The likes of Mike Scott, Mike Muscala, Pero Ancic and Ilyasova – all unauthentic floor spacing big men – routinely played regular roles in Atlanta teams that made the playoffs under Budenholzer. Given the decisive nature in which Milwaukee obtained Ilyasova, it appears he has been acquired to service a similar role this season. It also bears noting that Ilyasova has averaged between 20 to 27 minutes per game, every season of his NBA career. His shooting has long been a seductive force for NBA coaching staffs.
Assuming Ilyasova and Lopez fulfil roles in line with their historical production, that essentially leaves three players – Henson, Zeller and Maker – fighting for one role as the reserve five man. The thought of Maker playing alongside either Lopez and Ilyasova isn’t completely crazy, although there are much better options at Budenholzer’s disposal.
Before launching into how the battle for minutes inside will shake out, it must be said that prospects of Milwaukee playing smaller around Antetokounmpo are now increased.
Incumbent starters Eric Bledsoe, Khris Middleton and Tony Snell are supplemented with an overabundance of solid, if not spectacular, players who can service minutes in the backcourt. Each of Malcolm Brogdon, Matthew Dellavedova, Pat Connaughton and Sterling Brown are capable rotation players. This presents Budenholzer with an opportunity to play small around Antetokounmpo, with multiple ball handlers present, if he so desires. These units were often overlooked by Kidd and Prunty, serving as a “break in case of emergency” option when the Bucks faced trouble. A modern twist could, and arguably should, emphasise this look under Budenholzer.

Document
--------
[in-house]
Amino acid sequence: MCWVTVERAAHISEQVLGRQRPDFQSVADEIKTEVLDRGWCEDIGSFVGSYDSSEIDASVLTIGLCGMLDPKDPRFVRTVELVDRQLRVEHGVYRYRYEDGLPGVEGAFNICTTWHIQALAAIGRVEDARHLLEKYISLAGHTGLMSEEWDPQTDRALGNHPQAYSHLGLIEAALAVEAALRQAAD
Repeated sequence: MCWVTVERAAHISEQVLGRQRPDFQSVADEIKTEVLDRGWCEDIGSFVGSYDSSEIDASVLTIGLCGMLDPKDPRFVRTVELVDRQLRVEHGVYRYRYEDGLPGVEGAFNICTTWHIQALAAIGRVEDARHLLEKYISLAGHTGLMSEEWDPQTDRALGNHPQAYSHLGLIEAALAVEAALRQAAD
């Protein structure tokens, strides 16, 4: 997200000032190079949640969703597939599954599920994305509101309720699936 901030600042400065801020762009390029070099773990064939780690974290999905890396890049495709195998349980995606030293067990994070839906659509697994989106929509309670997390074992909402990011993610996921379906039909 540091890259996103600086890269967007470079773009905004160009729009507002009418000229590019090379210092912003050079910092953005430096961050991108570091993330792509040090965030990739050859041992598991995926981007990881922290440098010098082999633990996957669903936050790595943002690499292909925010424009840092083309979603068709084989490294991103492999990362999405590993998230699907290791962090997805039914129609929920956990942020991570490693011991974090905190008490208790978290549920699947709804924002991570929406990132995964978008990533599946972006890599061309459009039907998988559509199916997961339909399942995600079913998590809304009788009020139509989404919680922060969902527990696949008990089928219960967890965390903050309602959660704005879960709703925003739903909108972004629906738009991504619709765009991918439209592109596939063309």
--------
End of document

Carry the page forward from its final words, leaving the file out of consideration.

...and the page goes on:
A move to smaller line-ups in Milwaukee will further limit opportunities for Maker. At the same time, it could also offer the opportunity to unlock his potential. At his best, Maker is a prototypical small-ball center. Performances against Boston have reinforced the theory that a reliable, two-way player lives within Maker. It is just a question whether this can be harnessed with regularity.
If Lopez starts, Henson and Maker will very likely be battling to be his backup. Maker remains the high upside play, with Henson the steady veteran who will offer greater stability in performance. Zeller’s contract does not fully guarantee until January 10 next year, per Matt Velazquez of the Milwaukee Journal Sentinel. This doesn’t bode well for the former North Carolina Tar Heel, as he can become an inexpensive roster casualty, should Milwaukee seek to alleviate the positional gridlock.
Maker’s potential will invariably ensure that he gets further opportunities to show his worth at the NBA level. Coming off the bench, in a reserve role behind Lopez, might actually be the best thing for his development. This is especially true, if Maker can harness the energy he showed against Boston to close out last season. Fewer minutes, but a greater impact is what the Bucks will require from Maker as they look to climb the Eastern Conference.
Budenholzer brings a level of coaching aptitude the Bucks have lacked of late, and it is fair to expect that greater stability on the sideline will translate on the court – both for Maker, and the Bucks team as a whole.